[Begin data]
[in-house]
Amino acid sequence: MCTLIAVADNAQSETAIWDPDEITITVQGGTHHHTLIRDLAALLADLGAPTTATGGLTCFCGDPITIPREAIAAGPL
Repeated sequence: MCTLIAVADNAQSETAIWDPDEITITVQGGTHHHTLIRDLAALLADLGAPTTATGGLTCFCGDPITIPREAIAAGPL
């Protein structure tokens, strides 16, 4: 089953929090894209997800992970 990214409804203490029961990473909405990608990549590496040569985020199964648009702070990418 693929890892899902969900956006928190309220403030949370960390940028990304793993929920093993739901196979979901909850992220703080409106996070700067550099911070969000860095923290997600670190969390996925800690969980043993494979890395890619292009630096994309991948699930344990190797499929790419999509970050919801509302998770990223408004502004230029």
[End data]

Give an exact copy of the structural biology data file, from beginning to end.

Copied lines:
[in-house]
Amino acid sequence: MCTLIAVADNAQSETAIWDPDEITITVQGGTHHHTLIRDLAALLADLGAPTTATGGLTCFCGDPITIPREAIAAGPL
Repeated sequence: MCTLIAVADNAQSETAIWDPDEITITVQGGTHHHTLIRDLAALLADLGAPTTATGGLTCFCGDPITIPREAIAAGPL
């Protein structure tokens, strides 16, 4: 089953929090894209997800992970 990214409804203490029961990473909405990608990549590496040569985020199964648009702070990418 693929890892899902969900956006928190309220403030949370960390940028990304793993929920093993739901196979979901909850992220703080409106996070700067550099911070969000860095923290997600670190969390996925800690969980043993494979890395890619292009630096994309991948699930344990190797499929790419999509970050919801509302998770990223408004502004230029």